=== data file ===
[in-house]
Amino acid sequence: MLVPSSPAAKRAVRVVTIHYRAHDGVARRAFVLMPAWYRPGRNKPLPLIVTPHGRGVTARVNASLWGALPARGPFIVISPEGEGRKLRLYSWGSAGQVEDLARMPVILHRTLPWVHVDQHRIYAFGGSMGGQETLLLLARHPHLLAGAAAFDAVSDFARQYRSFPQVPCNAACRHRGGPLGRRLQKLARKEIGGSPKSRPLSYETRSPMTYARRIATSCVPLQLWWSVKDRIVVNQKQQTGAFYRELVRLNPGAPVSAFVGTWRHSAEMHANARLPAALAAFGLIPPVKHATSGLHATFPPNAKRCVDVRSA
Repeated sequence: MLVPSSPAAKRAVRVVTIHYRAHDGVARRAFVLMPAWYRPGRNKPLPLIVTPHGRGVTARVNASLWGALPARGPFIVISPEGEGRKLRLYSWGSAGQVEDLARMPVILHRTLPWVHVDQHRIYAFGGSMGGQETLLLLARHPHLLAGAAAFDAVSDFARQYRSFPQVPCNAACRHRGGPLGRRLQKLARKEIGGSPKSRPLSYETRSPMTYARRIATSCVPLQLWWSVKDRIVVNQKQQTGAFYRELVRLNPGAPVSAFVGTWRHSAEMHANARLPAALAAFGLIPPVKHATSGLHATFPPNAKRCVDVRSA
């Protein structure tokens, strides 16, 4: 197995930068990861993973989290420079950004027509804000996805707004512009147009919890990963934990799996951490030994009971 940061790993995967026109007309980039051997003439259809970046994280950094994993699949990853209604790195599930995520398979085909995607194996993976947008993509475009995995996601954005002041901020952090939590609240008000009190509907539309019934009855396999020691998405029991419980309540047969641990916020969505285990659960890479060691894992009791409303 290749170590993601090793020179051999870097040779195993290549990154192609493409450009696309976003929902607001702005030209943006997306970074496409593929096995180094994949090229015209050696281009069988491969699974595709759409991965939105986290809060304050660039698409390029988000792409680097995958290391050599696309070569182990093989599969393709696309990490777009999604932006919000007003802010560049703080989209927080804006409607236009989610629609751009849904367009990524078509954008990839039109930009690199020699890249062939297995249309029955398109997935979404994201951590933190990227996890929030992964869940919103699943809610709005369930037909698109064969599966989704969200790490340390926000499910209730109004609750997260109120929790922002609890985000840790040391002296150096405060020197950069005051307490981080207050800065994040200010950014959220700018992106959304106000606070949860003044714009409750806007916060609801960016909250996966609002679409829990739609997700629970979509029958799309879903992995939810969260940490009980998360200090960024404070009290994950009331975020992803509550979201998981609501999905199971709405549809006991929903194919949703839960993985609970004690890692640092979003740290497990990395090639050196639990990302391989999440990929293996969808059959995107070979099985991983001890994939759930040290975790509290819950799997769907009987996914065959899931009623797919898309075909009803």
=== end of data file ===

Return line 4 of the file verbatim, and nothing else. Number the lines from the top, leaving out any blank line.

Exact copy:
């Protein structure tokens, strides 16, 4: 197995930068990861993973989290420079950004027509804000996805707004512009147009919890990963934990799996951490030994009971 940061790993995967026109007309980039051997003439259809970046994280950094994993699949990853209604790195599930995520398979085909995607194996993976947008993509475009995995996601954005002041901020952090939590609240008000009190509907539309019934009855396999020691998405029991419980309540047969641990916020969505285990659960890479060691894992009791409303 290749170590993601090793020179051999870097040779195993290549990154192609493409450009696309976003929902607001702005030209943006997306970074496409593929096995180094994949090229015209050696281009069988491969699974595709759409991965939105986290809060304050660039698409390029988000792409680097995958290391050599696309070569182990093989599969393709696309990490777009999604932006919000007003802010560049703080989209927080804006409607236009989610629609751009849904367009990524078509954008990839039109930009690199020699890249062939297995249309029955398109997935979404994201951590933190990227996890929030992964869940919103699943809610709005369930037909698109064969599966989704969200790490340390926000499910209730109004609750997260109120929790922002609890985000840790040391002296150096405060020197950069005051307490981080207050800065994040200010950014959220700018992106959304106000606070949860003044714009409750806007916060609801960016909250996966609002679409829990739609997700629970979509029958799309879903992995939810969260940490009980998360200090960024404070009290994950009331975020992803509550979201998981609501999905199971709405549809006991929903194919949703839960993985609970004690890692640092979003740290497990990395090639050196639990990302391989999440990929293996969808059959995107070979099985991983001890994939759930040290975790509290819950799997769907009987996914065959899931009623797919898309075909009803």